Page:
Visual search is also making it even easier for anyone to take a photo of anything their heart desires and hit the buy it now button. We shouldn’t be too surprised that visual commerce is gaining ground, considering that our brains can process an image 60,000 times faster than text and can identify pictures an incredible 13 milliseconds. ASOS was one of the first to enable shoppers to upload their photos or a screenshot from a magazine to find perfect accessories for their outfit.
But visual search technology is now becoming much more sophisticated. Trendii is an app that enables everyone to use images that inspire them to find and purchase similar clothes for sale across multiple sites. It can even suggest items to match what’s in the picture.
Amazon has StyleSnap, and image-centric Pinterest also released a similar ‘Complete the Look’ tool with its own take on visual search. Pinterest’s CEO, Ben Silbermann, warned retailers three years ago that “The future of search is going to be about pictures instead of keywords.” Still, here in 2020, there is no excuse for not taking visual commerce seriously.
Eye-level is buy level, both online and offline.
According to the PwC, VR and AR will provide a £183.9 billion (US$240 billion) boost to global GDP by 2030. Much has already been written about virtual fitting rooms and how AR applications will enable people to test what furniture would look in their home before they commit to a purchase. But we need to think bigger and bolder about how to use this tech.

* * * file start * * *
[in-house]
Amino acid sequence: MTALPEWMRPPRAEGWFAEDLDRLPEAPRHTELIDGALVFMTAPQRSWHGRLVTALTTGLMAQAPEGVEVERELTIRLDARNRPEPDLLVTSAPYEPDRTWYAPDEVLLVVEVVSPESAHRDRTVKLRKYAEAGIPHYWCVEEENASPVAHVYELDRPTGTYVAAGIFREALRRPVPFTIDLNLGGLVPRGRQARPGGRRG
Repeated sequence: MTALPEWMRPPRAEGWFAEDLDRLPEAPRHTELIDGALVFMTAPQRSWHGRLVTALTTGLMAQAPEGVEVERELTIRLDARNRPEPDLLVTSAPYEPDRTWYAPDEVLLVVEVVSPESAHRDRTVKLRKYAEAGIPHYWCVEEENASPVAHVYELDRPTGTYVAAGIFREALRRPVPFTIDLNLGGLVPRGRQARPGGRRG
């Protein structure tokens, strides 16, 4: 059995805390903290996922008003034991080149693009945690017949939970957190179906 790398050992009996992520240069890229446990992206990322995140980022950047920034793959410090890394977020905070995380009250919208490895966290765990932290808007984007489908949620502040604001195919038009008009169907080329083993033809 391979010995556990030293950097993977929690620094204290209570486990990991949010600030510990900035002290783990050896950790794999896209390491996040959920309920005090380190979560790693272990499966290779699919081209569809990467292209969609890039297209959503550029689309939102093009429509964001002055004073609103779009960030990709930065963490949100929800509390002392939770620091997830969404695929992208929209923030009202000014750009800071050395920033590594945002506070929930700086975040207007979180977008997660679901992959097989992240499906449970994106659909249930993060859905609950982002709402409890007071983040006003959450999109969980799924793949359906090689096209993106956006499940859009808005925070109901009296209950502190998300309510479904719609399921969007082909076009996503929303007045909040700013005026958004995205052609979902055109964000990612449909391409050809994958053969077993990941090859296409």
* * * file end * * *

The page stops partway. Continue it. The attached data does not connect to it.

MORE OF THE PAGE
Last year, Accenture teamed up with Qualcomm and Kellogg’s to reinvent how brands and retailers gather consumer data and perform research. The VR eye-tracking technology provided in-depth behavioural data that increased total brand sales by 18 percent during a test phase. KLM also turned to eye-tracking usability research when creating a new travel ticket that went on to increase conversion rates by 30%.
Eye-tracking and big data analytics are giving retail strategies a much-needed upgrade. We are moving away from technology solutions that are looking for a problem to solve and alternatively turning to tech that delivers ROI and is backed up by hard numbers.